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Council Orders Closure of Dwight Way Liquor By Richard Brenneman

Friday February 24, 2006

Berkeley City Councilmembers voted unanimously Tuesday to order the closure of Dwight Way Liquors, ending a decade-long and often confusing regulatory battle. 

The vote was 8-0-1, with Councilmember Darryl Moore, whose council district includes the store, unable to participate because his domestic partner operates a business next door to the troubled store. 

“I’m very happy,” said Richard King, an architect and neighbor who has been working for the store’s closure for nearly five years. 

David Bryden, the attorney who said he represented the owners of the liquor store at 2440 Sacramento St., near the intersection with Dwight Way, had little to say after the vote beyond, “I’m disappointed.” 

Asked if the owners would file an appeal, Bryden said, “Mr. Saleh will make a decision whether he wants to go to court or not.” 

But just who owns the store remained a question that city officials spent a long time trying to answer, ultimately without definitive results. 

While the records of the state department of Alcoholic Beverage Control (ABC) list only one owner, Bryden told councilmembers the store was owned by a partnership. 

Gregory Daniel, the city code enforcement officer who has been working on the case for more than a year, said that if the store was owned by a partnership, then the owners were violating state licensing law because only one name—Abdulaziz Saleh Saleh—appears on the license. 

State law, he said, requires that the true owners—all of them—appear on the document. 

ZAB members also tried to find out who else owned the store, but they had no luck either—though Bryden said it was because they hadn’t made “a formal request.” 

When Councilmember Dona Spring suggested that no such document existed, Bryden replied, “There exists a written partnership agreement between Mr. Saleh and Mr. Nagi. I’m sure it could be produced.” 

Nagi is Nasr Mosleh Nagi, who held the liquor license at the store from 1995 through November 1999, when it was transferred to Abdulsalam Mohamed Jobah after the store was cited for sale to a minor and failure to remove graffiti. The license was then transferred to Saleh on May 2004, following its suspension by the ABC for sales to a minor. 

ABC recorded three violations of Saleh’s license between April 16, 2005 and Jan. 8, each for violation of conditions that the agency had imposed on the license as a result of violations by the previous owners. Berkeley Police recorded 12 incidents of violations on one of the conditions—sale of single beer and malt liquor bottles—between August 2004 and August 2005. 

“In each case, Mr. Saleh himself made (the) sale,” noted a report by Daniel. 

Berkeley police reported 34 calls at the store between May 2004 and August 2005, including three for battery and two for alcohol poisoning.  

ZAB made the nuisance finding on Oct. 27, 2005. 

Bryden said he was willing to concede that “your staff initially responded in an appropriate way to legitimate concerns residents in that area” have raised, but said “we feel we should have been given an opportunity to abate” because the store is properly licensed “and the sole source of income to a handful of people.”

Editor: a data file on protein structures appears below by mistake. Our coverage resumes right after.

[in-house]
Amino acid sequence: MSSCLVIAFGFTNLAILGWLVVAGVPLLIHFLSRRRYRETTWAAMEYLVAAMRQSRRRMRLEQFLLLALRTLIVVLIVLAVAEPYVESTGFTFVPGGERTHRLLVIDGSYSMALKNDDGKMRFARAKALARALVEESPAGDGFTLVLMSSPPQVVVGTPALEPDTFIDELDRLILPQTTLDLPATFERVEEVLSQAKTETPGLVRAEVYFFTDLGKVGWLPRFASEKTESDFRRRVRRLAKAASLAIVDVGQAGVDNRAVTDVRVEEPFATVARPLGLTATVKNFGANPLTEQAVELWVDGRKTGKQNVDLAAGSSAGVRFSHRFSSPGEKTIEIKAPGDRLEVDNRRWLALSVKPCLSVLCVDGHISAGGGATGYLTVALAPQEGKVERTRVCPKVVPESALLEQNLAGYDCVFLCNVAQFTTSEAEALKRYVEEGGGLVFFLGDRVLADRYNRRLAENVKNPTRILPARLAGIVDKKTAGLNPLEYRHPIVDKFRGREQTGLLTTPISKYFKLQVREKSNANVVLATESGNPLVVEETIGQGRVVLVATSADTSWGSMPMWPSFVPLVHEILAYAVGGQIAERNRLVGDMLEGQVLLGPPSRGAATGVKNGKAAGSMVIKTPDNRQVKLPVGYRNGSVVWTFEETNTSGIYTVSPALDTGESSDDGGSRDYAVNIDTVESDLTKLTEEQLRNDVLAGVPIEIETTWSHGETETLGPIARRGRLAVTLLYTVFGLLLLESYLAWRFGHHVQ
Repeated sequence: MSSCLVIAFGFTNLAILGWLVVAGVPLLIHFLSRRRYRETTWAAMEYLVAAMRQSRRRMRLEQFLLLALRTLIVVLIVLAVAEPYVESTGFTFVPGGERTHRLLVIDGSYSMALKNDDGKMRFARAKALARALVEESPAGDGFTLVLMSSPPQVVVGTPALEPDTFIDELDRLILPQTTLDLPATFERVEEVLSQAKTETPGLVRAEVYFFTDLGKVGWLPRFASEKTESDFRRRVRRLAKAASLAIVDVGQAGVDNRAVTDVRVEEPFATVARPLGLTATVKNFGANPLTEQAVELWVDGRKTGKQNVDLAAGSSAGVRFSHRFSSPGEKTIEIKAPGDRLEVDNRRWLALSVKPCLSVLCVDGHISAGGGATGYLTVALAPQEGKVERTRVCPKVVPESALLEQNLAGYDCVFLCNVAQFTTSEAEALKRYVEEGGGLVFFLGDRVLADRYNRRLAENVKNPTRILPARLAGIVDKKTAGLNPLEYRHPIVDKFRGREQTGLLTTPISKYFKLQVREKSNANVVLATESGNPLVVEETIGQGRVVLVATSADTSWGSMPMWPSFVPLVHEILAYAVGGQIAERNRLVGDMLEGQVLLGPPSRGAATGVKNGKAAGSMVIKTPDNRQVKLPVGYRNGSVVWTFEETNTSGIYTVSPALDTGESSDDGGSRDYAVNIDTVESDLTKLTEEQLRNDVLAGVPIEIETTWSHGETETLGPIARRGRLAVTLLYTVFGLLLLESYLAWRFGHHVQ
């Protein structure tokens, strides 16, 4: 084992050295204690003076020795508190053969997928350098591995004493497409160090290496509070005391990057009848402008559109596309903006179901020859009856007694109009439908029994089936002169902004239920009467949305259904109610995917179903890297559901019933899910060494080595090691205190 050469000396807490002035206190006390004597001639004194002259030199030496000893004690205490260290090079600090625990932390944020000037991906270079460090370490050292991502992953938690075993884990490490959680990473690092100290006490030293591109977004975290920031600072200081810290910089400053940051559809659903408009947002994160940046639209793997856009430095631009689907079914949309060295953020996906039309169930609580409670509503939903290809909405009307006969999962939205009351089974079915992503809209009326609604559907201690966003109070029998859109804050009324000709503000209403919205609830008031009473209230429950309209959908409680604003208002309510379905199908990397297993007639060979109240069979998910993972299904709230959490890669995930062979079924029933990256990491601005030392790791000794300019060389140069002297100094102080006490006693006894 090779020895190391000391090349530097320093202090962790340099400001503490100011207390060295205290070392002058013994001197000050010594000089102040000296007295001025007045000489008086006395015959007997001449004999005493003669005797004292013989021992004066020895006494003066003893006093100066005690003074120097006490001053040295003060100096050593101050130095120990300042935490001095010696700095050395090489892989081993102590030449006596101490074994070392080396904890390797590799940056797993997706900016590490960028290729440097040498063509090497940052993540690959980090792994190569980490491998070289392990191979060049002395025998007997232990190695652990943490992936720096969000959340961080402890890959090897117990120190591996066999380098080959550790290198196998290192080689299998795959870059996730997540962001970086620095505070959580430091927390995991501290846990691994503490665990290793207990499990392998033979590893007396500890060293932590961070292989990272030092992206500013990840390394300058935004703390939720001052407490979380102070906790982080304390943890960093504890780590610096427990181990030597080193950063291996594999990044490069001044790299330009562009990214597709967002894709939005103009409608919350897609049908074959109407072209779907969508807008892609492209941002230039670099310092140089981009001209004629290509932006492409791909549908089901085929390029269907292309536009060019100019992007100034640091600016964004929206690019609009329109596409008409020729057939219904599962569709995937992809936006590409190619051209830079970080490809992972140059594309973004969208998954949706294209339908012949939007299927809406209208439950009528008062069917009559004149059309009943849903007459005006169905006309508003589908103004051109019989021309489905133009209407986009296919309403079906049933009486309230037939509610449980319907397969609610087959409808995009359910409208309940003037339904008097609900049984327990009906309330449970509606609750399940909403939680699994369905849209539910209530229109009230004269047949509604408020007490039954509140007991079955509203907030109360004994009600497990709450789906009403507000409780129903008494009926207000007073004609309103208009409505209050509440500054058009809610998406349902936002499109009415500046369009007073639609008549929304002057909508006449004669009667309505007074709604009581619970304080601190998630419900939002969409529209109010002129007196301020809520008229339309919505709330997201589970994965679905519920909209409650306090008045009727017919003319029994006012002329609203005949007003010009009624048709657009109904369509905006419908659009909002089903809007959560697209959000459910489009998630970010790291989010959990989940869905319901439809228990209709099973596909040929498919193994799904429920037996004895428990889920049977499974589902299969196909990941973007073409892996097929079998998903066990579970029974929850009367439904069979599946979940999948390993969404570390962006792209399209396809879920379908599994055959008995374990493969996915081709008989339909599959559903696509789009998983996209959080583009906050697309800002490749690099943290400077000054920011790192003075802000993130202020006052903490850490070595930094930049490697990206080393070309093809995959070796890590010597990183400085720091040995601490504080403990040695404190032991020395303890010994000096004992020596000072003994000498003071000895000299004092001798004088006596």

“I have no sympathy for these gentlemen,” said Councilmember Betty Olds, “especially because one of them spit on a couple of people who testified” before the Zoning Adjustments Board (ZAB), which voted for the public nuisance finding the council upheld Tuesday. 

“It’s a good thing I don’t live down there because I couldn’t stand it. I’d either be dead or . . .” 

“I want them to stop today,” said Councilmember Laurie Capitelli. 

“It’s been going on way too long,” said Councilmember Gordon Wozniak. “They’ve had an opportunity to clean up their act . . . we have to send a message that this is not tolerated in Berkeley.” 

Upholding ZAB “is the right thing to do,” said Dona Spring, who noted that after the store’s license had been suspended for selling to a minor, “an undercover officer went in the store and the owner cracked off the lock of the liquor cabinet and sold to him.” 

While Olds criticized ABC for allowing the store to operate so long, Daniel and Police Chief Douglas N. Hambleton were quick to praise the ABC agents who had worked with the city to develop evidence against errant liquor stores. 

“For the last year and a half, Berkeley Police has been working very closely with ABC,” said Daniel. 

“ABC has a limited number of agents and they rely to a great extent on local law enforcement,” said Hambleton. He pointed to three recent ABC enforcement grants totaling $180,000 the city has received from the agency for targeted enforcement programs. 

While the audience was dominated by neighbors who held aloft signs protesting the store, only three spoke at the hearing, including King. All asked the council to uphold ZAB’s finding, as did Marie Bowman, who spoke on behalf of the Berkeley Alliance of Neighborhood Associations (BANA). 

Bowman praised the city-ABC efforts, and said the store has “a city-wide impact as a public nuisance.” She faulted the owners for failing to respond to the city’s questions, and declared that “shuffling of licenses is not acceptable.” 

Neighbors have reported finding bottles and drink paraphernalia in their yards and other intrusions directly related to the store. The signs they held up bore the slashed circle over phrases like “Dwight Way Liquors,” “Brawls in Our Streets” and “Urination in Our Yards.””